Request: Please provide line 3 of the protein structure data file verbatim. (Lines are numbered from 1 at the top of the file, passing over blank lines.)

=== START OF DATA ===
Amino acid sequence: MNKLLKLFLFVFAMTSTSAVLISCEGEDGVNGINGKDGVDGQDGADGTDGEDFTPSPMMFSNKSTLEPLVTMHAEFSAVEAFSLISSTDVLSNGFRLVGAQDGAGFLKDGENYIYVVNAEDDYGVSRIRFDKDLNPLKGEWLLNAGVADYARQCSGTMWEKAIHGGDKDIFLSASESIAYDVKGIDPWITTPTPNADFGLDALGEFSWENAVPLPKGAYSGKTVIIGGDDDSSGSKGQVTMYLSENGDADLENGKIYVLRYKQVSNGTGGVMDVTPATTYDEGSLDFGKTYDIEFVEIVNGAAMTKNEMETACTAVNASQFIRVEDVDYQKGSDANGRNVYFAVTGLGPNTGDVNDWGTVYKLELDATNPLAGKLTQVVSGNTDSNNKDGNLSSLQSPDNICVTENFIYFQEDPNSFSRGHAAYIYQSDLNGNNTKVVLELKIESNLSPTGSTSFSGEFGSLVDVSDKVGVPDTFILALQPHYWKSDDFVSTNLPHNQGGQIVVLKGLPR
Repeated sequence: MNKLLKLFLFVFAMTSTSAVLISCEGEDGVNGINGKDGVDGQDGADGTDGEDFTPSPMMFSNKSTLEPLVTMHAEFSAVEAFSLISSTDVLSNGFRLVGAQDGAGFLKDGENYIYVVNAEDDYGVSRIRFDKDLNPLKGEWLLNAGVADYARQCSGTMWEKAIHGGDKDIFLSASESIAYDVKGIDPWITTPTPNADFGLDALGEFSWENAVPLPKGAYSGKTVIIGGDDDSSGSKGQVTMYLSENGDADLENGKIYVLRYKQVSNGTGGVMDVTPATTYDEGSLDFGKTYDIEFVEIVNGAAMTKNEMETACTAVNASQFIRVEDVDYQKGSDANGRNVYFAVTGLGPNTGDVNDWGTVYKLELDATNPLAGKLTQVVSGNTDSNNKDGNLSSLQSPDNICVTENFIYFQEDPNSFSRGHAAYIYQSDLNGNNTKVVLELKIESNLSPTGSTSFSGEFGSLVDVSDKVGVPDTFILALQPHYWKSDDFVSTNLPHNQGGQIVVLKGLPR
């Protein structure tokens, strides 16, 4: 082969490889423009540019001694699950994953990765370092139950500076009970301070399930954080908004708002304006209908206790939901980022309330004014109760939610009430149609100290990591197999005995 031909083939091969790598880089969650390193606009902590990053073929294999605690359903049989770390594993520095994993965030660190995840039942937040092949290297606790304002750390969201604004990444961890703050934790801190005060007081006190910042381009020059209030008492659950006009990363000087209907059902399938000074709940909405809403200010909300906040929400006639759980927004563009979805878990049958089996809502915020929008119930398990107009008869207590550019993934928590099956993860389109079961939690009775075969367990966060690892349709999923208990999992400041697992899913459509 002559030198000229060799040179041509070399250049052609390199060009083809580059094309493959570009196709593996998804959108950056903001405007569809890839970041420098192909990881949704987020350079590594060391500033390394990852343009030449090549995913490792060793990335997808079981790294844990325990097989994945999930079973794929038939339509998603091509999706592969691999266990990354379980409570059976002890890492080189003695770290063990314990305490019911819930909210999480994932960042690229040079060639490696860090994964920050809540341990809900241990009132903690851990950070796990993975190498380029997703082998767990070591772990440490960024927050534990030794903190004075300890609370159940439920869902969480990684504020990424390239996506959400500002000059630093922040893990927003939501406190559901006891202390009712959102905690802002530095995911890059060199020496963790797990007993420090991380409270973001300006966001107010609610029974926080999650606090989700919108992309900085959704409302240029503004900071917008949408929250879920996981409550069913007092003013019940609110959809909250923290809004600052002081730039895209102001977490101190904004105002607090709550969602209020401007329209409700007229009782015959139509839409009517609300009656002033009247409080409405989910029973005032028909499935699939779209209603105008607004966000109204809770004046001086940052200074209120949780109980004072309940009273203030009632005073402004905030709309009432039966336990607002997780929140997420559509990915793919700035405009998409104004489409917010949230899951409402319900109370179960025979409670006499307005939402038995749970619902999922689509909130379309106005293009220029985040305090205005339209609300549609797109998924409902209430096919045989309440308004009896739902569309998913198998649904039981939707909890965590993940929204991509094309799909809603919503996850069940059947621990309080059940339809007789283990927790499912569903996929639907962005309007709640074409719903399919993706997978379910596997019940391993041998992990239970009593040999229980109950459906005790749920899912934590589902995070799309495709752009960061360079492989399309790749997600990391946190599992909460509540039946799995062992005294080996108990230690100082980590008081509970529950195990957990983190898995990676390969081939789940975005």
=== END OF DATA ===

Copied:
């Protein structure tokens, strides 16, 4: 082969490889423009540019001694699950994953990765370092139950500076009970301070399930954080908004708002304006209908206790939901980022309330004014109760939610009430149609100290990591197999005995 031909083939091969790598880089969650390193606009902590990053073929294999605690359903049989770390594993520095994993965030660190995840039942937040092949290297606790304002750390969201604004990444961890703050934790801190005060007081006190910042381009020059209030008492659950006009990363000087209907059902399938000074709940909405809403200010909300906040929400006639759980927004563009979805878990049958089996809502915020929008119930398990107009008869207590550019993934928590099956993860389109079961939690009775075969367990966060690892349709999923208990999992400041697992899913459509 002559030198000229060799040179041509070399250049052609390199060009083809580059094309493959570009196709593996998804959108950056903001405007569809890839970041420098192909990881949704987020350079590594060391500033390394990852343009030449090549995913490792060793990335997808079981790294844990325990097989994945999930079973794929038939339509998603091509999706592969691999266990990354379980409570059976002890890492080189003695770290063990314990305490019911819930909210999480994932960042690229040079060639490696860090994964920050809540341990809900241990009132903690851990950070796990993975190498380029997703082998767990070591772990440490960024927050534990030794903190004075300890609370159940439920869902969480990684504020990424390239996506959400500002000059630093922040893990927003939501406190559901006891202390009712959102905690802002530095995911890059060199020496963790797990007993420090991380409270973001300006966001107010609610029974926080999650606090989700919108992309900085959704409302240029503004900071917008949408929250879920996981409550069913007092003013019940609110959809909250923290809004600052002081730039895209102001977490101190904004105002607090709550969602209020401007329209409700007229009782015959139509839409009517609300009656002033009247409080409405989910029973005032028909499935699939779209209603105008607004966000109204809770004046001086940052200074209120949780109980004072309940009273203030009632005073402004905030709309009432039966336990607002997780929140997420559509990915793919700035405009998409104004489409917010949230899951409402319900109370179960025979409670006499307005939402038995749970619902999922689509909130379309106005293009220029985040305090205005339209609300549609797109998924409902209430096919045989309440308004009896739902569309998913198998649904039981939707909890965590993940929204991509094309799909809603919503996850069940059947621990309080059940339809007789283990927790499912569903996929639907962005309007709640074409719903399919993706997978379910596997019940391993041998992990239970009593040999229980109950459906005790749920899912934590589902995070799309495709752009960061360079492989399309790749997600990391946190599992909460509540039946799995062992005294080996108990230690100082980590008081509970529950195990957990983190898995990676390969081939789940975005």